If the neighbors sit around on the patio of the Bed & Breakfast drinking beer and talking about raccoons and squirrels, it doesn't mean we're good ol' boys dreaming about shotguns: no, the coons are the bubbas, scooping for goldfish in Kay and Claudean's little pond out back and wallowing in the ivy beds of the house next door, cracking open bird feeders instead of beer on the front porches. And the squirrels: Ronnie describes planting a row of bulbs--"remember how we called them bub's in East Texas?"--and having a squirrel dig each one up and discard it as inedible. "So I was out of the bub bidness then and there." Well, we've set a humane trap for Bubba Coon in the back yard, with a pan of dogfood--a bed & breakfast surprise--and when we catch that ol' boy he'll get a free trip over the county line courtesy of the local posse. So we say as we contemplate cracking open another Lite bee.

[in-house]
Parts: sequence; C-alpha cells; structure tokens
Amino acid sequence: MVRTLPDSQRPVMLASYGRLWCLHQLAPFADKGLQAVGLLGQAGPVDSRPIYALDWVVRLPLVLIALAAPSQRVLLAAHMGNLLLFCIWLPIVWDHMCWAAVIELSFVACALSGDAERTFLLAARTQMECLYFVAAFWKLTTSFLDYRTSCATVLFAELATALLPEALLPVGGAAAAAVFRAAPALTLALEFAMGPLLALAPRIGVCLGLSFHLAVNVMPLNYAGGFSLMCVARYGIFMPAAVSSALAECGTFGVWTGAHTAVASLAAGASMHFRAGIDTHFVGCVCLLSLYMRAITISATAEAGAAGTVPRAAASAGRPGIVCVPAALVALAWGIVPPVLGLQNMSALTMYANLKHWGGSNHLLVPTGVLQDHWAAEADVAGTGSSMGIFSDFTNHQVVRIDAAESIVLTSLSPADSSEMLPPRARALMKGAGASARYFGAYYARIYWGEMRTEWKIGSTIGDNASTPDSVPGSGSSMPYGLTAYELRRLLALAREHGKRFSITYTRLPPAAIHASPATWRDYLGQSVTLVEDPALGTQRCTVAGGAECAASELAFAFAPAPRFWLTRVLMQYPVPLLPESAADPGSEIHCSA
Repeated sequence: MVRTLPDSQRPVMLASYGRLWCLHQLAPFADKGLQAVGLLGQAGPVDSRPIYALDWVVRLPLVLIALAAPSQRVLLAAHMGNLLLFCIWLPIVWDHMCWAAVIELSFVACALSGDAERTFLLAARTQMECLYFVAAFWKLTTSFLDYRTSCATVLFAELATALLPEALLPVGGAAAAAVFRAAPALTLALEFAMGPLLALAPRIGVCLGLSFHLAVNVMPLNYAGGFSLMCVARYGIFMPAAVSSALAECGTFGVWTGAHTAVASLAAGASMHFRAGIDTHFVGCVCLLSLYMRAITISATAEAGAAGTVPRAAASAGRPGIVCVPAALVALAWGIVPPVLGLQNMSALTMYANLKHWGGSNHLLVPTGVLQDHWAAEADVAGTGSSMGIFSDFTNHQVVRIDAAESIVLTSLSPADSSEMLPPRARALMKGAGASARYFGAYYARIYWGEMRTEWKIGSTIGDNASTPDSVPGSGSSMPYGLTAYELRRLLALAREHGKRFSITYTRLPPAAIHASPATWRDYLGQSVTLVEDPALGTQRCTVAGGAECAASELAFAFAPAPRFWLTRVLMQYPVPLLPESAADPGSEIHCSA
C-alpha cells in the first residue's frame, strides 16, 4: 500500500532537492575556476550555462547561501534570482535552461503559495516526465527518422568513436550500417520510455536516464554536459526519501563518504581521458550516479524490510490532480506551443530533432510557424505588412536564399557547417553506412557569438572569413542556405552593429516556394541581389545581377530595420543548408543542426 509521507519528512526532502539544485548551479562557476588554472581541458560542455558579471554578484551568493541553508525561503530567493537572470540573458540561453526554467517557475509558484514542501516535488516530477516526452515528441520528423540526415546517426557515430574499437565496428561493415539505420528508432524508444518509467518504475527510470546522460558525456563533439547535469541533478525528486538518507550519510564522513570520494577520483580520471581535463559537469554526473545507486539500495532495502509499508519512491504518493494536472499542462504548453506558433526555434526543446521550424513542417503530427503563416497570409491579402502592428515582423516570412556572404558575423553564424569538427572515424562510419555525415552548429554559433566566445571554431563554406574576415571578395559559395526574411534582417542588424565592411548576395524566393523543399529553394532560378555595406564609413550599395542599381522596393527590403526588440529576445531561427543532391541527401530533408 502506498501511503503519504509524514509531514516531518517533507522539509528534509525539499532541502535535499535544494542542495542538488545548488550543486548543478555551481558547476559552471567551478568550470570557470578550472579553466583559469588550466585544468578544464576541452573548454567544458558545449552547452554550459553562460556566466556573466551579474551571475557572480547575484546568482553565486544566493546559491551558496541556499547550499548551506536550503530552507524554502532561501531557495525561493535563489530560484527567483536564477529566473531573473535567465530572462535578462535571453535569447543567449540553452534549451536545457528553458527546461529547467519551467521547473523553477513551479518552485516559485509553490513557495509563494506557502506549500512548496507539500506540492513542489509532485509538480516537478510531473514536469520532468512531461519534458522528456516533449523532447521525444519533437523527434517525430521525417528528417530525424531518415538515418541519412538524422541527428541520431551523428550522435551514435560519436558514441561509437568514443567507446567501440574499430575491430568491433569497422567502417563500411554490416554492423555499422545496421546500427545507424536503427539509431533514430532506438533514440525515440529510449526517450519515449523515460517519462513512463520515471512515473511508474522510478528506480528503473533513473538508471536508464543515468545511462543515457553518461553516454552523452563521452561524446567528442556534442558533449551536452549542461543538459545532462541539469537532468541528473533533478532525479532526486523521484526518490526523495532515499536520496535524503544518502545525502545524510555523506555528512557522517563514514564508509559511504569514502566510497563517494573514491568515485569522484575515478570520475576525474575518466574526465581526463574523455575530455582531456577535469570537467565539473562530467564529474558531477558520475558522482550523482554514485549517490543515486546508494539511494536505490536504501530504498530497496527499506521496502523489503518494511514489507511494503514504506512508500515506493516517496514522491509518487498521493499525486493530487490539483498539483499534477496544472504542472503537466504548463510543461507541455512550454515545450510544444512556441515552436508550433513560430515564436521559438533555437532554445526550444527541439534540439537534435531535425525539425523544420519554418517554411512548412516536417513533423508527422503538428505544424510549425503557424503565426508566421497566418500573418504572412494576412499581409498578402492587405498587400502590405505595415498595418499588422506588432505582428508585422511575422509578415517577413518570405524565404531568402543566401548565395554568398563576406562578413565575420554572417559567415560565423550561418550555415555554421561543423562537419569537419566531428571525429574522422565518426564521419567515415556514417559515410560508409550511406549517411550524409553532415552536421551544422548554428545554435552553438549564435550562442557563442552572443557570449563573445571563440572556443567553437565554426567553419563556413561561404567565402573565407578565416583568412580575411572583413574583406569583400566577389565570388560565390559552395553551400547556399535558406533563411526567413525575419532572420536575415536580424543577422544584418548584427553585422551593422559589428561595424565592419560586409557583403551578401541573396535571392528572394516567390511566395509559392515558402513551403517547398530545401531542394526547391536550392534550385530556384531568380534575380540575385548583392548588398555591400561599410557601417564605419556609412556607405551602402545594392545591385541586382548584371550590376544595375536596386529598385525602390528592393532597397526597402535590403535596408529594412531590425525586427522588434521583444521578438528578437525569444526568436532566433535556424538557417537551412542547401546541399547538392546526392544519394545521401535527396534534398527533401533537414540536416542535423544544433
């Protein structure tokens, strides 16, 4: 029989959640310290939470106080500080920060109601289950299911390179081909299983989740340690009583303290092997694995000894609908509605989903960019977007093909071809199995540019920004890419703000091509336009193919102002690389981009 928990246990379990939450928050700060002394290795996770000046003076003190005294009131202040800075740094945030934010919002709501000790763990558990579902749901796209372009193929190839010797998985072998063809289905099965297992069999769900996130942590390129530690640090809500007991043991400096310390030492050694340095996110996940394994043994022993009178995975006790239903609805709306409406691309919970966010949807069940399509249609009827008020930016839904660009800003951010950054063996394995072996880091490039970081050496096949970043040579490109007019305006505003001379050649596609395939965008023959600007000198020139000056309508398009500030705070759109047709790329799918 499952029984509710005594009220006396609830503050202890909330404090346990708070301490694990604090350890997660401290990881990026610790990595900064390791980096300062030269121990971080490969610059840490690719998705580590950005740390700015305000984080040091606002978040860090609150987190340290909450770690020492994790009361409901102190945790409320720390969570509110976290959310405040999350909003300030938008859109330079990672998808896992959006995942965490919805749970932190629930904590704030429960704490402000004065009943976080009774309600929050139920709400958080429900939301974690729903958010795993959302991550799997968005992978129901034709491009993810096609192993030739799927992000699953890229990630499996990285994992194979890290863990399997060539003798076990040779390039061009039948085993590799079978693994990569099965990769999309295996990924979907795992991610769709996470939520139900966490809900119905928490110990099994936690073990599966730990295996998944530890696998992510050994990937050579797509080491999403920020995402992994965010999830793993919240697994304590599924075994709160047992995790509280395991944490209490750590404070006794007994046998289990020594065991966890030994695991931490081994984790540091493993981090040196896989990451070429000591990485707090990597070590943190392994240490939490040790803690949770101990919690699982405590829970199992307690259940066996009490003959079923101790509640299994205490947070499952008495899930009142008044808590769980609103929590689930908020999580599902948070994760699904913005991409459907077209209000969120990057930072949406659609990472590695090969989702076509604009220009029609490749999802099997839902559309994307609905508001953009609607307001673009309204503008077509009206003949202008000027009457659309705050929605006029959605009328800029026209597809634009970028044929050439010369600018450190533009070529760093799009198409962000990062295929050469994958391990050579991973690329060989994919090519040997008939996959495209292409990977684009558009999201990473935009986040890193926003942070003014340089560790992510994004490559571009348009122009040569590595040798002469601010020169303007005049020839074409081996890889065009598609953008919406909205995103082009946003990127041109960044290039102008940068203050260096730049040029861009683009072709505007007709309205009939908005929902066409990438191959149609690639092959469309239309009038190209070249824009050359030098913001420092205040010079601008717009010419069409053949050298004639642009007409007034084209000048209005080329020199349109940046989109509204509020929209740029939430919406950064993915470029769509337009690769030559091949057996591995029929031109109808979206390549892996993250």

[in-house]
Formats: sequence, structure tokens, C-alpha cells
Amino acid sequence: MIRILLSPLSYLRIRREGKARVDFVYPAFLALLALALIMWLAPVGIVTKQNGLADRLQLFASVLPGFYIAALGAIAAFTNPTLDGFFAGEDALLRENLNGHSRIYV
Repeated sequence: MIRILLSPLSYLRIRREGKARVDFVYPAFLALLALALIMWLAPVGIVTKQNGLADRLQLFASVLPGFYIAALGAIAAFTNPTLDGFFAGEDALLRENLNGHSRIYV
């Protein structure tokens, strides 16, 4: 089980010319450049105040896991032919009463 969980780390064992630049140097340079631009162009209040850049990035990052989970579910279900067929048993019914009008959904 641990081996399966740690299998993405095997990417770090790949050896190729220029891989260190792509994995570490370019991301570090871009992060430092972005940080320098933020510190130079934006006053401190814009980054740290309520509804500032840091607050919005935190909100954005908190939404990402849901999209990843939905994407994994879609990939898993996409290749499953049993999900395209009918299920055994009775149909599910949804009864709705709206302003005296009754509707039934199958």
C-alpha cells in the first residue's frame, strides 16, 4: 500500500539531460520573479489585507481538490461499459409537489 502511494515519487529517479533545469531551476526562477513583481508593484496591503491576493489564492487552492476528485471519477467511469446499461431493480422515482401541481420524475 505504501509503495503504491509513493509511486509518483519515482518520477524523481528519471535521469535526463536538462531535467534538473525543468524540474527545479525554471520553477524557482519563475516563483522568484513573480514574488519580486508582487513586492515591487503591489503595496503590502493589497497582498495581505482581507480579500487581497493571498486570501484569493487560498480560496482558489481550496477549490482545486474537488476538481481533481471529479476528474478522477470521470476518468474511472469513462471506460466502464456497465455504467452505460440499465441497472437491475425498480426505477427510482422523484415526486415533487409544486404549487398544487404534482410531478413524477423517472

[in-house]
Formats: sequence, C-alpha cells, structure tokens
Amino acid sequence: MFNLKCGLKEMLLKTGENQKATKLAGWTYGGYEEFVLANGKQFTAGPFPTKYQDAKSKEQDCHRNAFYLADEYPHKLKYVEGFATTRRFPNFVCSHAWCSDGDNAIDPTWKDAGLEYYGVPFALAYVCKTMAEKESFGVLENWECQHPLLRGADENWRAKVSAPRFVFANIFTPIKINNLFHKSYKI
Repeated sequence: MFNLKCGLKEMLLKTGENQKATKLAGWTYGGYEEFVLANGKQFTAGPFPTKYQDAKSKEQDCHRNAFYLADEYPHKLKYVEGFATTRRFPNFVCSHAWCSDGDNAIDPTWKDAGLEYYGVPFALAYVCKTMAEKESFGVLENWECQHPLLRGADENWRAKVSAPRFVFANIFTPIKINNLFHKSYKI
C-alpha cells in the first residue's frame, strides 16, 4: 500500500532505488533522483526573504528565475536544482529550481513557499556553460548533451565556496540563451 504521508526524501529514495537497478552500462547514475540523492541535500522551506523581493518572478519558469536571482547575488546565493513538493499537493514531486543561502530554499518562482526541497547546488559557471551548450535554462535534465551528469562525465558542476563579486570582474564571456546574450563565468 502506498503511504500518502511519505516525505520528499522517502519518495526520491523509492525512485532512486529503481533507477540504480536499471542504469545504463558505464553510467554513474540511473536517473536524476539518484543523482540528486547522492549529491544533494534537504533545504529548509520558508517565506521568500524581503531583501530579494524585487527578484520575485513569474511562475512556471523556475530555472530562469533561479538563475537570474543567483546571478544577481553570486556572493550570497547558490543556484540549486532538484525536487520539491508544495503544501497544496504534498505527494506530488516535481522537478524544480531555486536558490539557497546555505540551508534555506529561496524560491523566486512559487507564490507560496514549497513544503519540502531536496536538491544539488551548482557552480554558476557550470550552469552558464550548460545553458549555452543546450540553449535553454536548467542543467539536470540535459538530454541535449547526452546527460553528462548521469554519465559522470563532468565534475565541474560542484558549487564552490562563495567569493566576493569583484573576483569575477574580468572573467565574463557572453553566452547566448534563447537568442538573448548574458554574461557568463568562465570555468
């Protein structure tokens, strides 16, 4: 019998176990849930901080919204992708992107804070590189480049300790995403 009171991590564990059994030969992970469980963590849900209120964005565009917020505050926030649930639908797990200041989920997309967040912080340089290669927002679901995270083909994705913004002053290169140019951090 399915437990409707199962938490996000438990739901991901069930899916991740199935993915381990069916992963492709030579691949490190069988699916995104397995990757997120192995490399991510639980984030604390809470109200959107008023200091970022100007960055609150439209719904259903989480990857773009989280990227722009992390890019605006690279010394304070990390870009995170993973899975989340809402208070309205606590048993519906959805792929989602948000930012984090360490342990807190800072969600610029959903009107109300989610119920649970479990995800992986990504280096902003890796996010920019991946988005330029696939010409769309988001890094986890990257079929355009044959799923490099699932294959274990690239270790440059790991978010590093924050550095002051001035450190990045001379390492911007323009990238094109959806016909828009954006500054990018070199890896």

Kick-Starting the SunAt breakfast on the back deck I talk with Yoshi and Kazunari, members of a fusion team. They are microcosm and macrocosm, but I decide not to call them Mac and Mike. Yoshi works with plasmas in the lab, trying to make a star in a bottle. Kazunari is an astrophysicist, observing fusion on a real star, the one rising in the east. He says astronomers are eccentric, and we talk about the English idiom, to have your head in the clouds. Would I like to see an x-ray photograph of the sun, he asks, pulling a color snap from among the family pictures in his wallet. The fiery ball has a texture like the close up of a human skin. It ignited itself with the pressure of its own condensing mass. Yoshi, the microcosm man, tells me that plasmas are unnatural on the earth but make up most of the universe, and I can believe it: on the wall of the house the white star on blue of the Texas flag has faded a little from only a few Austin summers.